Danger of extending competitive neutrality to not-for-profits, CCA Submission - 22 May 2015
Submission on the Competition Policy Review's recommendations for Australia's Competition and Consumer Policy 2010
This submission seeks to highlight CCA’s concerns with recommendations from the Competition Policy Review report, particularly regarding how the principle of competitive neutrality might be applied across the charities and not-for-profit sector.
Not-for-profit organisations have the same issue with competition policy as many small businesses in certain areas, but there are also a number of important ways, not-for-profits are completely different. The fundamental difference between a commercial and a not-for-profit organisation is purpose. All charities and not-for-profits are driven by a purpose that has to be about providing a real public benefit. Most commercial entities are primarily about making money.
Small scale, local commercial activity for a charitable purpose is typical of the vast majority of commercial activities by charities and not-for-profits. These activities may in some instances have an impact on local businesses operating in the same area, but there are real benefits for the community if the profits from these activities are applied to public benefit rather than individual wealth. Even when such activities are larger, more sustained commercial operations, the same fundamental distinction applies. Charities must use profits for their purpose rather than individual wealth.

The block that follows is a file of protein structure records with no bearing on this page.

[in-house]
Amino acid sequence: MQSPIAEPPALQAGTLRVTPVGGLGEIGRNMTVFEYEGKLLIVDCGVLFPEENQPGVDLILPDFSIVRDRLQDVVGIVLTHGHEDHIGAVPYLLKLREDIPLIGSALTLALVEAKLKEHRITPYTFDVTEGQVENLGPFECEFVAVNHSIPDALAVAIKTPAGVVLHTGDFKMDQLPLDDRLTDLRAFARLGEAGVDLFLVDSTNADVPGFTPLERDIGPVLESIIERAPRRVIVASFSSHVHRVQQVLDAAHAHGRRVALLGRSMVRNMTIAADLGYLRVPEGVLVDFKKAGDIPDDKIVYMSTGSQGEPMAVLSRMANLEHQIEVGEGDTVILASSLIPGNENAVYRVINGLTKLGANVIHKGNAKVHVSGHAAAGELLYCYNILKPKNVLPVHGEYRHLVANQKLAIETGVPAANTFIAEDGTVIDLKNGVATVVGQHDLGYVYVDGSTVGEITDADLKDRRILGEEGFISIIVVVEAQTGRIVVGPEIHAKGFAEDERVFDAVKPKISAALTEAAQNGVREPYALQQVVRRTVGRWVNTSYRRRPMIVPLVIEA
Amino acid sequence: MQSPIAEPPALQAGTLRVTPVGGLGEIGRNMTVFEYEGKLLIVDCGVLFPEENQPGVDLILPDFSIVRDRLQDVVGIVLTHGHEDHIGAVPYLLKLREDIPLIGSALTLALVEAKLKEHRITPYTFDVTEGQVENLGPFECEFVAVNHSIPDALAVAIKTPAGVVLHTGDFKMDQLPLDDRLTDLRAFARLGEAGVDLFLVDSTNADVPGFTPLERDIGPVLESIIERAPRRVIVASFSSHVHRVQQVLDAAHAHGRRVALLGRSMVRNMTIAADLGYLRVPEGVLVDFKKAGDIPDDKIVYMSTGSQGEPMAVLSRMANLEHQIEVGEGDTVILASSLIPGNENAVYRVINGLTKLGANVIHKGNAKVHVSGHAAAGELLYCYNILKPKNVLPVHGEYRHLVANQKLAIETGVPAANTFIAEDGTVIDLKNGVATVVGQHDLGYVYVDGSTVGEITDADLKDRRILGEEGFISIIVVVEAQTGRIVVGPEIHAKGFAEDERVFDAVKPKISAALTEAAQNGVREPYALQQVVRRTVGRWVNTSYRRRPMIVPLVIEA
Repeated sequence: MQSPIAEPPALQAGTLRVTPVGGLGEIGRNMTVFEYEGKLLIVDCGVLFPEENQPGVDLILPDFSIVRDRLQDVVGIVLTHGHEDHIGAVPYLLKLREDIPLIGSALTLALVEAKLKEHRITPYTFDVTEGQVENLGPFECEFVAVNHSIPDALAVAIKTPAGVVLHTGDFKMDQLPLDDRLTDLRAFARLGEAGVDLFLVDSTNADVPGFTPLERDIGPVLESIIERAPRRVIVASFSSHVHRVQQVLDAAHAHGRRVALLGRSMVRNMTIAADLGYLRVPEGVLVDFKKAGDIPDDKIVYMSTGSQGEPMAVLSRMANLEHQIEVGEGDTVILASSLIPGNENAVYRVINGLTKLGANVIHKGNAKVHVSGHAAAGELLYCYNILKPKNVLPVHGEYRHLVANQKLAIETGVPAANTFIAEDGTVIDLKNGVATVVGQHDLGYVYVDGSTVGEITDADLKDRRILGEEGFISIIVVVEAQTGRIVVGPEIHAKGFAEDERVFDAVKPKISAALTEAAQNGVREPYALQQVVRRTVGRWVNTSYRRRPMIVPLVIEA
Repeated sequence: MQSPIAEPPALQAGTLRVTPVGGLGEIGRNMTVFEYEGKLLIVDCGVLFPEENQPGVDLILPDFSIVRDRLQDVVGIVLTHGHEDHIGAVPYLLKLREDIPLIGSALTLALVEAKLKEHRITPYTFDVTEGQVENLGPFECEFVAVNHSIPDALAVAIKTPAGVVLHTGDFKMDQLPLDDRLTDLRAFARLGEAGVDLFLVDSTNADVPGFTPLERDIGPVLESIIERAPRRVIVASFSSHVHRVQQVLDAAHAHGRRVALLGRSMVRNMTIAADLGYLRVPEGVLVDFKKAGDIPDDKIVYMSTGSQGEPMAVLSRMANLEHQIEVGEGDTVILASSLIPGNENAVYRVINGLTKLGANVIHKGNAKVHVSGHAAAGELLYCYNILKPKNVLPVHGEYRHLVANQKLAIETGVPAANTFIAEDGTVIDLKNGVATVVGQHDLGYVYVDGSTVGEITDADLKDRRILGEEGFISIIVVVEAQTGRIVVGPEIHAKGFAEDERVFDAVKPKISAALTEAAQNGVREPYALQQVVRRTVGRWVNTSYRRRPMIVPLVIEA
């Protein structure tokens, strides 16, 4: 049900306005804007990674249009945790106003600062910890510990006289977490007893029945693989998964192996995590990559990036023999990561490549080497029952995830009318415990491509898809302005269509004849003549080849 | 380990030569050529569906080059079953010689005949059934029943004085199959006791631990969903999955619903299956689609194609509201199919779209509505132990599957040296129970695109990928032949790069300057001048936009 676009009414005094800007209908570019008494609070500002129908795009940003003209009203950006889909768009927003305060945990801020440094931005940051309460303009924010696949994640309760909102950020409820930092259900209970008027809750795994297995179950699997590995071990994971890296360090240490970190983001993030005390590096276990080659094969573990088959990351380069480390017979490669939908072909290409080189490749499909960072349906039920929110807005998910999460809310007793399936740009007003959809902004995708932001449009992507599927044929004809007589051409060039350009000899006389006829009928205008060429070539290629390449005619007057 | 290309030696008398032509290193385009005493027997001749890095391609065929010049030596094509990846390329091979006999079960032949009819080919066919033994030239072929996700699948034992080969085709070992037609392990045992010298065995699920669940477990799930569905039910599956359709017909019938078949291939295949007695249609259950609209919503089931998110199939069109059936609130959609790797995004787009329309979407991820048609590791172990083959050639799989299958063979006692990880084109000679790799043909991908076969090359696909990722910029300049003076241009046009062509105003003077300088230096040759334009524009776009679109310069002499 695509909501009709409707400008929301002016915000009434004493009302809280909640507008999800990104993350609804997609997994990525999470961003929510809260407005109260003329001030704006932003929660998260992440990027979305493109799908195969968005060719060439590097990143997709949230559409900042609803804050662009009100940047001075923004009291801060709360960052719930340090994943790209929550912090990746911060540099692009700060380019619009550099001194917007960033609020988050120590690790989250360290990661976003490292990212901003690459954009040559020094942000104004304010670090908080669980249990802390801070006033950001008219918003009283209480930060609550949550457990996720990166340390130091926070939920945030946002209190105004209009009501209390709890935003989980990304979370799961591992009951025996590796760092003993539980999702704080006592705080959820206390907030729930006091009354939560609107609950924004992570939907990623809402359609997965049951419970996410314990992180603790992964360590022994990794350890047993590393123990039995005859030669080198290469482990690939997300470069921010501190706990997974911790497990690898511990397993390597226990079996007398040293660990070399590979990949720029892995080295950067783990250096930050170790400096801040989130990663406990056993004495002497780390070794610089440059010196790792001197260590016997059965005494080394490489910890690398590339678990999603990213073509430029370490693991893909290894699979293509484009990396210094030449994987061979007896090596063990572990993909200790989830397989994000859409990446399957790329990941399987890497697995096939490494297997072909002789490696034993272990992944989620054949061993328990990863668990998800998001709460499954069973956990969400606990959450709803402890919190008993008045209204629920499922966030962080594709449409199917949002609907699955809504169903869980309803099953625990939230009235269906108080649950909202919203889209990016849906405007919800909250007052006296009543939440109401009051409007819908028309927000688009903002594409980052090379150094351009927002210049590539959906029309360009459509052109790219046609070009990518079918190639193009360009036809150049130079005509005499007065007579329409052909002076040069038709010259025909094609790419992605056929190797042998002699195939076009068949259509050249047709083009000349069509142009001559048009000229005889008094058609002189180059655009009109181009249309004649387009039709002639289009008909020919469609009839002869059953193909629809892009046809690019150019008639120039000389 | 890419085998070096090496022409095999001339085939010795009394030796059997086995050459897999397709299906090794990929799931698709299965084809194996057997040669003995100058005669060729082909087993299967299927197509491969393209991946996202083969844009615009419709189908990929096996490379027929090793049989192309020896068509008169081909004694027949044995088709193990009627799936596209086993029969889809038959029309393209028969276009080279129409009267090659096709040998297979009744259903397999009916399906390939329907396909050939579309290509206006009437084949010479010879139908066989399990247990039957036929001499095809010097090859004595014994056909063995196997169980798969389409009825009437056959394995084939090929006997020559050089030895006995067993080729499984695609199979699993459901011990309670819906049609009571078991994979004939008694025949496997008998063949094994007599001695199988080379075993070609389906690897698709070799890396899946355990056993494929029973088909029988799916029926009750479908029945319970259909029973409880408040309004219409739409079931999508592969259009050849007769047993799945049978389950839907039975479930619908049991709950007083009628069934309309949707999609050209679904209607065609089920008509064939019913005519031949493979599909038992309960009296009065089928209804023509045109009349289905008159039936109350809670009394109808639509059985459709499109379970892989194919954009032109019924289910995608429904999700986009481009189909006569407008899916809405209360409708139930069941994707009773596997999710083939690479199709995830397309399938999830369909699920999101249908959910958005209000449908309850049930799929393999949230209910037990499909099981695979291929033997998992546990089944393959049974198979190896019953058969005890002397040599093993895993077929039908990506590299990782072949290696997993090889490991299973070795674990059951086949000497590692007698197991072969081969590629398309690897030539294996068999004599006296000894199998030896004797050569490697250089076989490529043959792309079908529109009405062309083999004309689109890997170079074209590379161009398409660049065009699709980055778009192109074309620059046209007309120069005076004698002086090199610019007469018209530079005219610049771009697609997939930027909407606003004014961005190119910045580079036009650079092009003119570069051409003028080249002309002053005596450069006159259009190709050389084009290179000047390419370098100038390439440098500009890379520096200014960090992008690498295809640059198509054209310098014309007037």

The public benefit of successful commercial activities within charities is a gain for governments and communities.
In an ideal world many more services currently provided through government funding would be driven by consumers of those services in a more open market place where charities and not-for-profits had enough certainty to be able to offer quality services at competitive prices. We do not operate in this world yet. There is a lot of work to do to increase productivity and drive improvements in effectiveness for the charities and not-for-profit sector.
Improving access to capital, creating greater certainty in government funding, streamlining government processes, empowering consumers and ending pointless micro management are all ways to improve the performance of the charities and not-for-profit sector. If there is to be role for competition policy in this process, it should be about competing to better serve the needs of communities, not simply to generate private wealth.
Although this submission makes no formal recommendations, it calls on government to both review and implement recommendations from four reviews and inquiries conducted into the not-for-profit sector over the past six years.
View more on the Competition Policy Review here.